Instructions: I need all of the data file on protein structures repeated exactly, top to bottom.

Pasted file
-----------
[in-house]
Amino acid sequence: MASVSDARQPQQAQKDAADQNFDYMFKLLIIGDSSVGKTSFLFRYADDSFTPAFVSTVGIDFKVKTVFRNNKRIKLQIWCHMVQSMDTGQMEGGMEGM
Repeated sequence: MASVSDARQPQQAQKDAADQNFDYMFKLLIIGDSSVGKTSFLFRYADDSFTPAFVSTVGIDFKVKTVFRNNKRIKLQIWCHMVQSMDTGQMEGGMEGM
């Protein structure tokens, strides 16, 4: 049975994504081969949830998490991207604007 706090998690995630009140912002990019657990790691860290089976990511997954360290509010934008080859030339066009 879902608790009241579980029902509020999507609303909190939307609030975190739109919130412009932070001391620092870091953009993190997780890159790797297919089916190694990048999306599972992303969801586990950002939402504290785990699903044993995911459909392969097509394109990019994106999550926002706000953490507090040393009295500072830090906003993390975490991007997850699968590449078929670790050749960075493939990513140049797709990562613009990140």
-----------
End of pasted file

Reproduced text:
[in-house]
Amino acid sequence: MASVSDARQPQQAQKDAADQNFDYMFKLLIIGDSSVGKTSFLFRYADDSFTPAFVSTVGIDFKVKTVFRNNKRIKLQIWCHMVQSMDTGQMEGGMEGM
Repeated sequence: MASVSDARQPQQAQKDAADQNFDYMFKLLIIGDSSVGKTSFLFRYADDSFTPAFVSTVGIDFKVKTVFRNNKRIKLQIWCHMVQSMDTGQMEGGMEGM
């Protein structure tokens, strides 16, 4: 049975994504081969949830998490991207604007 706090998690995630009140912002990019657990790691860290089976990511997954360290509010934008080859030339066009 879902608790009241579980029902509020999507609303909190939307609030975190739109919130412009932070001391620092870091953009993190997780890159790797297919089916190694990048999306599972992303969801586990950002939402504290785990699903044993995911459909392969097509394109990019994106999550926002706000953490507090040393009295500072830090906003993390975490991007997850699968590449078929670790050749960075493939990513140049797709990562613009990140």